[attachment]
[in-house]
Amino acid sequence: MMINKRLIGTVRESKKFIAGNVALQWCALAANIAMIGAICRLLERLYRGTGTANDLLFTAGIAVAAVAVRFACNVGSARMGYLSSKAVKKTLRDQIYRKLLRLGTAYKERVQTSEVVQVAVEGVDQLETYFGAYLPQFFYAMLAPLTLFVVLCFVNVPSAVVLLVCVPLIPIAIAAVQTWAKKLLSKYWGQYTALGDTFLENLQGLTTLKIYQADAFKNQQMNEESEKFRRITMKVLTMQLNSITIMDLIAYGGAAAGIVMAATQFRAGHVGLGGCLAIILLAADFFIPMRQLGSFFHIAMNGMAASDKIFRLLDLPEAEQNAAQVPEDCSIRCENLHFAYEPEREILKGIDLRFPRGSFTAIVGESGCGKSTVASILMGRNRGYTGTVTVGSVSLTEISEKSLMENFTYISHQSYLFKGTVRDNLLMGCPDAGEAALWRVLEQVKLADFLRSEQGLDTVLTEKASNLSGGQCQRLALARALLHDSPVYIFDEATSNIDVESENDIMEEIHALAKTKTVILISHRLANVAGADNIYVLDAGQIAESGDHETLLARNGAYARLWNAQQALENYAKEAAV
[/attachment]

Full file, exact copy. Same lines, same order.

[in-house]
Amino acid sequence: MMINKRLIGTVRESKKFIAGNVALQWCALAANIAMIGAICRLLERLYRGTGTANDLLFTAGIAVAAVAVRFACNVGSARMGYLSSKAVKKTLRDQIYRKLLRLGTAYKERVQTSEVVQVAVEGVDQLETYFGAYLPQFFYAMLAPLTLFVVLCFVNVPSAVVLLVCVPLIPIAIAAVQTWAKKLLSKYWGQYTALGDTFLENLQGLTTLKIYQADAFKNQQMNEESEKFRRITMKVLTMQLNSITIMDLIAYGGAAAGIVMAATQFRAGHVGLGGCLAIILLAADFFIPMRQLGSFFHIAMNGMAASDKIFRLLDLPEAEQNAAQVPEDCSIRCENLHFAYEPEREILKGIDLRFPRGSFTAIVGESGCGKSTVASILMGRNRGYTGTVTVGSVSLTEISEKSLMENFTYISHQSYLFKGTVRDNLLMGCPDAGEAALWRVLEQVKLADFLRSEQGLDTVLTEKASNLSGGQCQRLALARALLHDSPVYIFDEATSNIDVESENDIMEEIHALAKTKTVILISHRLANVAGADNIYVLDAGQIAESGDHETLLARNGAYARLWNAQQALENYAKEAAV